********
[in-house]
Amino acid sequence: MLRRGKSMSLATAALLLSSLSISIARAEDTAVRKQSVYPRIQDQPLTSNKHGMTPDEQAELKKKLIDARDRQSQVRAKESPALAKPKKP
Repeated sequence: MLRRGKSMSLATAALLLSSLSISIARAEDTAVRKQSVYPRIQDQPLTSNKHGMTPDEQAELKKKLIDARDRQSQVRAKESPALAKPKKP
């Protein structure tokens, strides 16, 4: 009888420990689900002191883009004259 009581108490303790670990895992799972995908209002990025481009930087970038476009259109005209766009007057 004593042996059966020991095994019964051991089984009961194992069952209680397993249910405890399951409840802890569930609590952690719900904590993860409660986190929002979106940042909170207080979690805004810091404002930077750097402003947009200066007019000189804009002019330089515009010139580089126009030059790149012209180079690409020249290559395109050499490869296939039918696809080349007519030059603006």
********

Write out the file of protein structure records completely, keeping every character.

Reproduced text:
[in-house]
Amino acid sequence: MLRRGKSMSLATAALLLSSLSISIARAEDTAVRKQSVYPRIQDQPLTSNKHGMTPDEQAELKKKLIDARDRQSQVRAKESPALAKPKKP
Repeated sequence: MLRRGKSMSLATAALLLSSLSISIARAEDTAVRKQSVYPRIQDQPLTSNKHGMTPDEQAELKKKLIDARDRQSQVRAKESPALAKPKKP
């Protein structure tokens, strides 16, 4: 009888420990689900002191883009004259 009581108490303790670990895992799972995908209002990025481009930087970038476009259109005209766009007057 004593042996059966020991095994019964051991089984009961194992069952209680397993249910405890399951409840802890569930609590952690719900904590993860409660986190929002979106940042909170207080979690805004810091404002930077750097402003947009200066007019000189804009002019330089515009010139580089126009030059790149012209180079690409020249290559395109050499490869296939039918696809080349007519030059603006």